Unbelievable Story of A Young Homeless Boy Who Became Chess Master
Sometimes we need a break from all of the division and politics that infects every inch of our society nowadays.
We need to take little moments to reflect on the good news and good things that are still going on in the world every day.
This one hits close to me because I share a passion for it as well.
Tanitoluwa Adewumi is a 10-year-old chess genius. At such a young age, he has already become a National Master in chess and has a rating of 2223.
For those of you who aren’t as familiar with chess, a 2223 is a very high rating. I’ve been playing and studying chess for years. I’m a very good player and my rating is still under 1700. To put that into perspective, I can beat everyone I personally know and I’ve even had lessons under a FIDE master who has an online chess rating of 2700, though his official FIDE rating is around 2200. The difference is mostly because of the number of games played online can and does far exceed what can be played in person.
Adewumi, or as people like to call him, Tani, is hoping to become the youngest chess Grandmaster in history.
What makes this story really spectacular is that just 2 years ago, Tani was homeless and living in a homeless shelter.
Tani used to practice for the chess championship at the homeless shelter where he would also sleep on the floor. Once word got out about this amazing young boy, a GoFundMe page was set up which raised more than $250,000 for the young boy and his family to help get them out of the shelter and into a home of their very own.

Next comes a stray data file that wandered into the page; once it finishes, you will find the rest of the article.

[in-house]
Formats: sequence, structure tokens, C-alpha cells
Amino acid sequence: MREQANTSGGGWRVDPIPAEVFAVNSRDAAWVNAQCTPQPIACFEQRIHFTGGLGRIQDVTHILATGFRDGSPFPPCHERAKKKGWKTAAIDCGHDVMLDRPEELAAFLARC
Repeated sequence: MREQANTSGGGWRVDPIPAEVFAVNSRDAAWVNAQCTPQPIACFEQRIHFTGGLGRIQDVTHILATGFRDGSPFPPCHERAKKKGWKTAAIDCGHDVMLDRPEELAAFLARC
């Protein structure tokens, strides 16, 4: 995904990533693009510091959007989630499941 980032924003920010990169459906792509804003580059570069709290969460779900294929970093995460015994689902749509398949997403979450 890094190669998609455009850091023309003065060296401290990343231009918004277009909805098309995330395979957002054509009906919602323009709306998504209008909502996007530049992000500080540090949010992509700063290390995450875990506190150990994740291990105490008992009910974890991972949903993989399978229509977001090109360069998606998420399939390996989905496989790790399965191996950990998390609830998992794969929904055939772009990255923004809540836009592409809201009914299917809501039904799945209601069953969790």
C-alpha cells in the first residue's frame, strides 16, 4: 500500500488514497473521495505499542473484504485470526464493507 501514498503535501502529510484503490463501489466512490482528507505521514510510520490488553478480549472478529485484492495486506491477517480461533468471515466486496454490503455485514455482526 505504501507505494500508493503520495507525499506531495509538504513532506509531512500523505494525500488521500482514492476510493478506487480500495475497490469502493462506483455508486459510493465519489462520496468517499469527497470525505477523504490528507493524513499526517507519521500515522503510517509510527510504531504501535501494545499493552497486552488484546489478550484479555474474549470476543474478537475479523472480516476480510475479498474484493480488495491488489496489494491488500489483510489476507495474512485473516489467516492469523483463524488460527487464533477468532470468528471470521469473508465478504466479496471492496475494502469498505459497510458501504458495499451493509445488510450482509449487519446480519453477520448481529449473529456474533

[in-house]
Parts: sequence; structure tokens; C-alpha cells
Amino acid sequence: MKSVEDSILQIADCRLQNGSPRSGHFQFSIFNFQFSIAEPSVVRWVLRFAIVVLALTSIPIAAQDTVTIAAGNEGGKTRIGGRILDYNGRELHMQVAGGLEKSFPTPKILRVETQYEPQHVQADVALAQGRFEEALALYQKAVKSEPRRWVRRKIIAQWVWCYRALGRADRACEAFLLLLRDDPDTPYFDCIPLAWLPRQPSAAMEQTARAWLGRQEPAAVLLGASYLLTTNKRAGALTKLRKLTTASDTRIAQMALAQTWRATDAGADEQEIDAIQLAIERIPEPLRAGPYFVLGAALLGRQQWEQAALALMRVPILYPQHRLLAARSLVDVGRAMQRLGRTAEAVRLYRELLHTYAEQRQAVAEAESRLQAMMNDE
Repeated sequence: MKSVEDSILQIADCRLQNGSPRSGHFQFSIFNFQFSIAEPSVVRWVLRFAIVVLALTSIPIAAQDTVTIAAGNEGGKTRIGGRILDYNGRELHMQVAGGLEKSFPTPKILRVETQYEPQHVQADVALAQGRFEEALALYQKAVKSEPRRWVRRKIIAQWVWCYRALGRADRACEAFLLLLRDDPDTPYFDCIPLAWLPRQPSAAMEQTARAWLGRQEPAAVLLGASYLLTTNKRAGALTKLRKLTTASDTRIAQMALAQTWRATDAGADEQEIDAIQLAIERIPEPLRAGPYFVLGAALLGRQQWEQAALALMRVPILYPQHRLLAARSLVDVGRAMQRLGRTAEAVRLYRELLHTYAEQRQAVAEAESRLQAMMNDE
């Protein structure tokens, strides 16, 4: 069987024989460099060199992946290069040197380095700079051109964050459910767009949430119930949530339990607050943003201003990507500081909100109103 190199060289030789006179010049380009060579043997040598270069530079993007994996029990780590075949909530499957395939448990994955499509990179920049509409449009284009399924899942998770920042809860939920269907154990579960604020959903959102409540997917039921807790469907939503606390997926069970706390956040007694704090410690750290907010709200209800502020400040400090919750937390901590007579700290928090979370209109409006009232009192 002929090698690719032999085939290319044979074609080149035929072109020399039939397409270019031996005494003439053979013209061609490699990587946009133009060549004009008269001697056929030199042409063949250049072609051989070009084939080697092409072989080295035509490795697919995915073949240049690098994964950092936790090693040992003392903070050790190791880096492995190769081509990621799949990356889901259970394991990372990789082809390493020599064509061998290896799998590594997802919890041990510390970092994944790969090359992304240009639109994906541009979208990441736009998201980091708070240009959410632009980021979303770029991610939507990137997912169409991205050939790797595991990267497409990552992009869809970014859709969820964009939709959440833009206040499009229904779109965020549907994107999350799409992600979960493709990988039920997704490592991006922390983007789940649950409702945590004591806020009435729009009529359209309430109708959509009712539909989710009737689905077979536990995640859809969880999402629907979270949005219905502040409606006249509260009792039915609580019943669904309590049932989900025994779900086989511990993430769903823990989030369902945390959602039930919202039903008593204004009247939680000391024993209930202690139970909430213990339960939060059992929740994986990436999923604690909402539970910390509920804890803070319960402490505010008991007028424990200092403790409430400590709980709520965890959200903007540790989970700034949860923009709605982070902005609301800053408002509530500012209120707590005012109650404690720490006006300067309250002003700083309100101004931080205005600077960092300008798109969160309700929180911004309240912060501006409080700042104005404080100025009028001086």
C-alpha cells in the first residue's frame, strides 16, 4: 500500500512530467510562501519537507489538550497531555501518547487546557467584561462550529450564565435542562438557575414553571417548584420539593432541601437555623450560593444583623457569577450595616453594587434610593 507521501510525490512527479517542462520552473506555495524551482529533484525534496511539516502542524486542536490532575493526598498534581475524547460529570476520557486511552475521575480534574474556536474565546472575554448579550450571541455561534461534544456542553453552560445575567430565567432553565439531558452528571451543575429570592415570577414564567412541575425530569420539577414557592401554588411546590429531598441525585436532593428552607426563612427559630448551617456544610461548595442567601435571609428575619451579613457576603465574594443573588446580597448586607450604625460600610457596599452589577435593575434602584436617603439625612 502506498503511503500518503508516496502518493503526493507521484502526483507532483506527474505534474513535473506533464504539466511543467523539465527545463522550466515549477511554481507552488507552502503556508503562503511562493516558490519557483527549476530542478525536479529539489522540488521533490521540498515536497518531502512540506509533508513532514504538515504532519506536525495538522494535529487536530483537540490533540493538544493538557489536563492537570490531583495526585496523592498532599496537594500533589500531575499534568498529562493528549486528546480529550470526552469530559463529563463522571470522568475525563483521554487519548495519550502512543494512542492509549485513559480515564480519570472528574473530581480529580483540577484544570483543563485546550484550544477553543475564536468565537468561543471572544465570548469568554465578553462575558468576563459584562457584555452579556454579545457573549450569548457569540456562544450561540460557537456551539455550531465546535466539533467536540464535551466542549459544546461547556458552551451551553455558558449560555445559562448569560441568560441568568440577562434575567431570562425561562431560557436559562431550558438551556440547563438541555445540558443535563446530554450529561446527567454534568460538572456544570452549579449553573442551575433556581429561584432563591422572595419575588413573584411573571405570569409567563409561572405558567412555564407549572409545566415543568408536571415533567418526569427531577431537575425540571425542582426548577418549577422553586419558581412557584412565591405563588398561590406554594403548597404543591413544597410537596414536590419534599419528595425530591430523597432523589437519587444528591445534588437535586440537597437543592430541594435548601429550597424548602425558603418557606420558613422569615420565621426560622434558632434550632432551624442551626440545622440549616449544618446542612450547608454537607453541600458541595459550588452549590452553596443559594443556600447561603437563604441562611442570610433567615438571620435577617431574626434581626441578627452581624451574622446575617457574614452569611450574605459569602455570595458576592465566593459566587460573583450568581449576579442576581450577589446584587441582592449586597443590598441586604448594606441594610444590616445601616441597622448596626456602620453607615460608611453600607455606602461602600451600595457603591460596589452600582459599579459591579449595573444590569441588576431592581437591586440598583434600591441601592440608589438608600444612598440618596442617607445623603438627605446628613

But they don’t plan on spending the money frivolously. They will take out a 10 percent tithe and donate it to their church, which helped them while they were homeless, and the rest will be channeled through a new Tanitoluwa Adewumi Foundation to help African immigrants who are struggling in the United States the way they were a week ago.
“Anybody who is coming from Africa who is in the position we were in, we will help them,” Mr. Adewumi said, acknowledging that details need to be worked out.
I asked them how they could turn down every penny of such a huge sum. Didn’t they want a celebration dinner? New iPhones? A vacation?
“I’m a hardworking guy,” Mr. Adewumi explained. He has two jobs: He drives for Uber with a rented car and sells real estate through Brick & Mortar. Someone has now offered him a free car so that he can keep more of the money he makes driving, and Tani’s mom was just offered a job as a health care aide at a hospital.